I clamp down on my wool-gathering and focus back on the matter at hand. Loathe as I am to do it, I have no choice but to invoke the power of my patron god. The air is just too thick with hot lead and these bastards have me pinned down. I chance a glance from behind the ruined statue, only to see one of the guards escorting Ambekar away from the contested hallway.
I whisper a quick prayer to Vishnu the Preserver, entreating the Balancer of Life to grant me a measure of his godly power. My body tingles in response as tiny threads of a god’s power flow into me, bathing my form in a soft, warm glow. Grinning, I charge out, the gun in my hand blasting back at the three guards. The pistol bucks in my hand, spitting shot after shot at them as I empty out the entire magazine.
One of the men goes down instantly, his head blown open by a hail of three shots. His weapon falls from his lifeless hands, clattering impotently on the floor. I close in with the remaining two guards, my sword flashing through the air. The expressions of horror on their faces as they realise they are shooting at me point-blank and are failing to connect are precious ones. If I was one of the debased beings these heretics worshipped, I’d be able to drink in their fear, exult in it, and savour it till the end of eternity. Thankfully, my lineage is mortal. I’m a man like any other, a special one yes, a warrior of the gods themselves, but I am human nonetheless.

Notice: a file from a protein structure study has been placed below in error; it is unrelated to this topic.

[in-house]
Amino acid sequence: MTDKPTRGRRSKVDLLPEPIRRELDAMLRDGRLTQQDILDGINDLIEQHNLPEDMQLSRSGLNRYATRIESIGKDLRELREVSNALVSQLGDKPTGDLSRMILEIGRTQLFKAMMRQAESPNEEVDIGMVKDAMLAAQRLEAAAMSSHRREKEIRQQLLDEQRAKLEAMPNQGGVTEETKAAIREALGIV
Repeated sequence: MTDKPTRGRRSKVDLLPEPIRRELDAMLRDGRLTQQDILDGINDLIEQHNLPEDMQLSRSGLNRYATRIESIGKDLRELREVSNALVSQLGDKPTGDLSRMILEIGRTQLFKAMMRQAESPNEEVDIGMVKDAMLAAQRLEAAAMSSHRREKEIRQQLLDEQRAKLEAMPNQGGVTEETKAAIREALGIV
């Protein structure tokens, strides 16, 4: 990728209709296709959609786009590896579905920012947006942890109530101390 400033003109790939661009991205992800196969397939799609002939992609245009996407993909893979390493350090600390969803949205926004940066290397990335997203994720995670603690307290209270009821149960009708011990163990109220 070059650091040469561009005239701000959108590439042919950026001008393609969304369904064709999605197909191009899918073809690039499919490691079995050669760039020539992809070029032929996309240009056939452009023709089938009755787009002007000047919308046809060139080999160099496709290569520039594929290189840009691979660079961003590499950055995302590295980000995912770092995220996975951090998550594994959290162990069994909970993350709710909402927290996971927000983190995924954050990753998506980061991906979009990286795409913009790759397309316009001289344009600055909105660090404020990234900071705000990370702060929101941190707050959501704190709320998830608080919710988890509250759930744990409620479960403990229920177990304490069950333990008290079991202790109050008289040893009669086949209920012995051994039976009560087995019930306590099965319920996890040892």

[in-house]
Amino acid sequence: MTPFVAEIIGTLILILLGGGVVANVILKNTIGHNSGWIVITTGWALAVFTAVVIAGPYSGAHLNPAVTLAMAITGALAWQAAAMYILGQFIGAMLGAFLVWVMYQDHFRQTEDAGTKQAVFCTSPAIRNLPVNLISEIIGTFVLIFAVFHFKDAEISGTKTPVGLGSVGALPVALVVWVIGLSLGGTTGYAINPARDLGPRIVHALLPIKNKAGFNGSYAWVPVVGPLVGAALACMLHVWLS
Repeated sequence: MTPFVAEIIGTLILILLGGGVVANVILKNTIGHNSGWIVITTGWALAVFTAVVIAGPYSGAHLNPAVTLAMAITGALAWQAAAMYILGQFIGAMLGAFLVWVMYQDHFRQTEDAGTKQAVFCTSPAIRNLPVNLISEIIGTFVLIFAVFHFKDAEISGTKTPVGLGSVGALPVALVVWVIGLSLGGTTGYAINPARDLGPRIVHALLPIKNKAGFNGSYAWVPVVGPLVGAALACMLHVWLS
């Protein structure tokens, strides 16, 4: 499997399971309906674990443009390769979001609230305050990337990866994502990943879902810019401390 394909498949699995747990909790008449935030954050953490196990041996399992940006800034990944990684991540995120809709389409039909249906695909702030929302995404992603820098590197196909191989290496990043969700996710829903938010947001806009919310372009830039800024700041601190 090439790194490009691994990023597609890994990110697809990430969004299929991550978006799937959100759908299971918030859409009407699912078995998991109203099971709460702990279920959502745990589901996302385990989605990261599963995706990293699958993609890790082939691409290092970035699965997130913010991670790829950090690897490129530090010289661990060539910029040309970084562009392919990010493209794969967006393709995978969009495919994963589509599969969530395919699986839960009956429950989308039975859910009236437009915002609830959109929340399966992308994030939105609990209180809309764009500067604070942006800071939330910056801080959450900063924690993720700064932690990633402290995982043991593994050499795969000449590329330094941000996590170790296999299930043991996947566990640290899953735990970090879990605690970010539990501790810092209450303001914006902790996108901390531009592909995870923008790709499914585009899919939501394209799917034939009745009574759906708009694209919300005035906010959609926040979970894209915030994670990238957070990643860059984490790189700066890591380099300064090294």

I merely take their heads in a brief three-second frenzy of blood, gore and bone. My sword-arm aches with the effort, my injuries catching up with me as I dispatch the third guard. The distraction has cost me dear. The fourth guard has managed to get Ambekar away from me. I curse, vitriolic nonsense that would make even the most typical gutter trash green with envy, then go after the two of them.
“Ambekar, you gods-damned heretic! You are going to die at my hands, worm, and none of your masters are going to be able to save you from my wrath! Face me if you dare, coward.” My bluster fails to work as Ambekar and his remaining protector keep running upwards through the mansion. I follow, hot on their heels. I can hear the rest of the household waking up as the alarm is raised and the guards in the grounds all converge on the mansion itself, intent on defending their master. I need to end this before the situation becomes entirely untenable.
Less than nine minutes later, I catch up to Ambekar and his loyal dog at the entrance to the heretic’s bedroom suite, just as they are about to seal it. With the blessings of the Preserver still on me, it is an easy thing to shoulder-barge my way through the closing doors and come face-to-face with Ambekar. He shrieks, yelling curses and foul epithets as his lone protector brings up his gun to shoot at me. I duck, roll sideways to avoid the blast of fire, and then sweep my sword at his feet. The blade takes him in the right ankle and he howls as he falls down unceremoniously, the leg severed, ending in a bloody stump. Another sweep of the sword, followed by a thrust through his heart, and he is dead, leaving me alone with Ambekar.